1. Thank you for visiting HeavyEquipmentForums.com! Our objective is to provide industry professionals a place to gather to exchange questions, answers and ideas. We welcome you to register using the "Register" icon at the top of the page. We'd appreciate any help you can offer in spreading the word of our new site. The more members that join, the bigger resource for all to enjoy. Thank you!
  2. ALL NEW MEMBERS READ THIS FIRST!! Thank you for joining Heavy Equipment Forums! If you are new to forums we communicate with "Threads", please search our threads to see if your topic may have already been answered and if not then click "Post New Thread" in the appropriate forum. This will allow all of our members to see your question and give you the best chance to be answered. After you've made a number of posts you will graduate to Full Member status where you'll see a few more privileges. Following these guidelines will help make this the best resource for heavy equipment on the net. Thanks for joining us and I hope you enjoy your stay!!

Case 580B 1974 - replacing the radiator

Discussion in 'Tractor/Loader/Backhoes' started by JBP, Aug 22, 2015.

  1. JBP

    JBP Well-Known Member

    Joined:
    Jan 3, 2015
    Messages:
    45
    Location:
    SoMD
    Hello. I'm going to try to replace the radiator. In addition to some aftermarket leaks, it has the lower hydr fluid cooler.

    Questions:

    Radiator is the A39345? That's what I come up with on the electronics part catalogue.

    Do I ONLY have to remove the two water hoses, two hydr lines, and the two bolts holding the A35574 radiator support bracket? Then pray?

    Are there any aftermarket sources for parts I should avoid? Is $650 for the replacement radiator a reasonable price?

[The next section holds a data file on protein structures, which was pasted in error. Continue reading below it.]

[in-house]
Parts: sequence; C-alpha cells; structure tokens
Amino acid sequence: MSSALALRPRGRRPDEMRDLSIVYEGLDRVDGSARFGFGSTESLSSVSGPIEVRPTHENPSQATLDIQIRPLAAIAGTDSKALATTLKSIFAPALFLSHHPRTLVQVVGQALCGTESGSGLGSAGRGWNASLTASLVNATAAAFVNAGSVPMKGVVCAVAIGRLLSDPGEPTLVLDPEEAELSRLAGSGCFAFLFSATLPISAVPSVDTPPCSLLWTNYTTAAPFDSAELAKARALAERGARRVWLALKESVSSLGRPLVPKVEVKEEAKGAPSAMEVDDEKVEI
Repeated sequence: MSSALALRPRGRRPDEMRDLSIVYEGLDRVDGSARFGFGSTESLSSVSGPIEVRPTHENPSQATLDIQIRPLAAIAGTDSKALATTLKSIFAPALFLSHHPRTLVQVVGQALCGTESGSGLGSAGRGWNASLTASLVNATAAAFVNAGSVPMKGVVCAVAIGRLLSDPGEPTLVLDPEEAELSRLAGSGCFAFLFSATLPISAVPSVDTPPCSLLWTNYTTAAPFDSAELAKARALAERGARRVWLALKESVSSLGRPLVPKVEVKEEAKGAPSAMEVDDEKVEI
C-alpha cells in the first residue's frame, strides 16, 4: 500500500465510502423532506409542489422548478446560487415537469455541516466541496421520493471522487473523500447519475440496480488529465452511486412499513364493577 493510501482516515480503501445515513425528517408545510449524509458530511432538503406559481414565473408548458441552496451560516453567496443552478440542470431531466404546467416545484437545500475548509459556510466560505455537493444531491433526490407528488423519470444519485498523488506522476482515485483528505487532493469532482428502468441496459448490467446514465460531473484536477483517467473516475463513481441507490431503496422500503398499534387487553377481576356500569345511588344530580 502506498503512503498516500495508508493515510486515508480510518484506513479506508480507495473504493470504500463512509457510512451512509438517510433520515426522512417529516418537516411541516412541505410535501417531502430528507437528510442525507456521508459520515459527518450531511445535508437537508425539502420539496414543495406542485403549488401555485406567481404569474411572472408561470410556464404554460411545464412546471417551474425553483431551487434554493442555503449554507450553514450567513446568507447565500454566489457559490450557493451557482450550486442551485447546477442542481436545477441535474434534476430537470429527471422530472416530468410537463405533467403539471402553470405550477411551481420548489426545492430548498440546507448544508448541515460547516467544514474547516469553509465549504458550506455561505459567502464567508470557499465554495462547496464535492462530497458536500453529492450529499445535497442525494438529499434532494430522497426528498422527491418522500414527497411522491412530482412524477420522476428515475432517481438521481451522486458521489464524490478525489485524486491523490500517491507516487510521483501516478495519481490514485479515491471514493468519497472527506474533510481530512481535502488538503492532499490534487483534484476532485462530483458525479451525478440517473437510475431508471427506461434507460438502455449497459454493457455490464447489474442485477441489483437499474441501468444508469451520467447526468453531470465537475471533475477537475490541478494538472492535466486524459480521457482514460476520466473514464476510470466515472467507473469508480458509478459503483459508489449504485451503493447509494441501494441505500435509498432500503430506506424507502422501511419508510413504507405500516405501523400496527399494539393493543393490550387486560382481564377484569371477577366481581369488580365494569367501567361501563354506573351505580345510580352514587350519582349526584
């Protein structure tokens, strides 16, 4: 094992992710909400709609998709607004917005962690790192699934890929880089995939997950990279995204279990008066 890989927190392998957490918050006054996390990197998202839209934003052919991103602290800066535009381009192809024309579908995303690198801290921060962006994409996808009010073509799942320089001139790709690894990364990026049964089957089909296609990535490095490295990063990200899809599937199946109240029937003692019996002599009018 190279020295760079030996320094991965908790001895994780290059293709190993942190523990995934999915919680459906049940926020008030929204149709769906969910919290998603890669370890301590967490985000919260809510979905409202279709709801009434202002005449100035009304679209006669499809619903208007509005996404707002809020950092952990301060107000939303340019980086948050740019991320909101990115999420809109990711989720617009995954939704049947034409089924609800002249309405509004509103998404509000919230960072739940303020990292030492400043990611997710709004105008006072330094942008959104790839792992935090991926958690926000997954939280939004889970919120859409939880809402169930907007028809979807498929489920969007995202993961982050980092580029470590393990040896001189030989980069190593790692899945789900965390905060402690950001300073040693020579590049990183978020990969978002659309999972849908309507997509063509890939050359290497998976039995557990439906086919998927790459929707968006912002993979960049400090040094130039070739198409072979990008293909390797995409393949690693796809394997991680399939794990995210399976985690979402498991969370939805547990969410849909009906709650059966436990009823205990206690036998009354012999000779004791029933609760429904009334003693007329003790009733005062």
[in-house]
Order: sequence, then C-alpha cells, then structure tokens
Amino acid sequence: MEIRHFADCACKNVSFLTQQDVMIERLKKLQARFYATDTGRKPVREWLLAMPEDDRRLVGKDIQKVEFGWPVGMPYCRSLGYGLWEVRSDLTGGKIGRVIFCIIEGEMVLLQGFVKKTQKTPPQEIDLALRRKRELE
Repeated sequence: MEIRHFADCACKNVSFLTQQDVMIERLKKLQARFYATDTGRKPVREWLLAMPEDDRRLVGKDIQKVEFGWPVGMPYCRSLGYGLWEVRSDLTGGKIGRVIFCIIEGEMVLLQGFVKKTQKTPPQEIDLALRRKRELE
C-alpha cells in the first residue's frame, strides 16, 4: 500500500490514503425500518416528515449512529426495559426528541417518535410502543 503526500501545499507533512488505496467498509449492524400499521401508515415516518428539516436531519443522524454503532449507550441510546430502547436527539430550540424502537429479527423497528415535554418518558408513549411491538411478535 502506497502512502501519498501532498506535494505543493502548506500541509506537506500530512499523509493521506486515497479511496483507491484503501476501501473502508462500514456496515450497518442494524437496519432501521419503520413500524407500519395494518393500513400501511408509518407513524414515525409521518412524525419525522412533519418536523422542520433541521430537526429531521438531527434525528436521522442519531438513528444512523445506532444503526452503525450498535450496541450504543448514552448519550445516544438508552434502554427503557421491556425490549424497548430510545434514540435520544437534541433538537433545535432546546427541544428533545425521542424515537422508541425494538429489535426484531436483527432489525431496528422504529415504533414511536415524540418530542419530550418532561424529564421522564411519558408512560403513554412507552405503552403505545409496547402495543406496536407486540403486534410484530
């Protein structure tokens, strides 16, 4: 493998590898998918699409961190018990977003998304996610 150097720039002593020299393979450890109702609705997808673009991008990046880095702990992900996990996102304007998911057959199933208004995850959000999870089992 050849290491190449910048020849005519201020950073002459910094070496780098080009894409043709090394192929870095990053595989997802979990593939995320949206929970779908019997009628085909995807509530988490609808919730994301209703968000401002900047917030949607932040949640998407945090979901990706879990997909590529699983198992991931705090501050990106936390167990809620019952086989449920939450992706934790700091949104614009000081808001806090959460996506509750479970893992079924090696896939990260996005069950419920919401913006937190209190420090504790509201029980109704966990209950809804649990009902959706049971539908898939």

Since I'll have the lower hose off of the block is it okay or advisable to try and flush the engine using that inlet with a water hose?

    Thanks.

    radiators case 1974 580B.jpg

    JBP
     
  2. Blueboy

    Blueboy Senior Member

    Joined:
    Mar 14, 2015
    Messages:
    319
    Occupation:
    Machinist. God bless America ! ! !
    Location:
    pittsburgh Pa
    I would check other sources to see if the numbers match or call Case. And while you got them on the phone see what they want one for.


    You should pray first.


    $650? Depends, how bad are the leaks? Maybe a radiator shop would be cheaper.


    If anyone used stop leak I would get that crap out.


    Have fun;)

    OK, back to MythBusters... Oh no, it's over.
     
  3. bowen

    bowen Senior Member

    Joined:
    Nov 13, 2011
    Messages:
    540
    Occupation:
    Electrical Panel Builder
    Location:
    N. GA USA
  4. JBP

    JBP Well-Known Member

    Joined:
    Jan 3, 2015
    Messages:
    45
    Location:
    SoMD
    Well it is out. In addition to what I thought I had to do above, I also had to unbolt the radiator mount plate once I got the radiator partially out. Also has to remove the drain stopcock assembly. Plus, in anticipation of the re-install i removed the hydraulic pump cover. Those 4 big ol bolts were a pain in the katoochie. That whole frame that supports the radiator, pump and front ballast was jam-packed with dirt. Spent an hour just breaking that stuff up and spooning it out. I guess it was a couple of decades worth of 'work' there.

    The radiator that was in the hoe was from 'Camp Springs Radiator'. They've been in business since 84, so I might give them a call.

    20150823_174458 camp springs radiator part 024813 b .jpg
     
  5. JBP

    JBP Well-Known Member

    Joined:
    Jan 3, 2015
    Messages:
    45
    Location:
    SoMD
    Thanks for the replies folks, I'll see what the radiator shop says.

    JBP
     
  6. JBP

    JBP Well-Known Member

    Joined:
    Jan 3, 2015
    Messages:
    45
    Location:
    SoMD
    The replacement radiator is in. I had to have two new hydraulic lines fabricated, because the connections on the new radiator were male instead of female. Have run it some, seems to be all together. now i am welding the hoe fingers back on. They were previously welded on, but very poorly. The hoe's mating teeth are nasty stubs now. Stumps to dig out, about 50 of them, mostly cedar.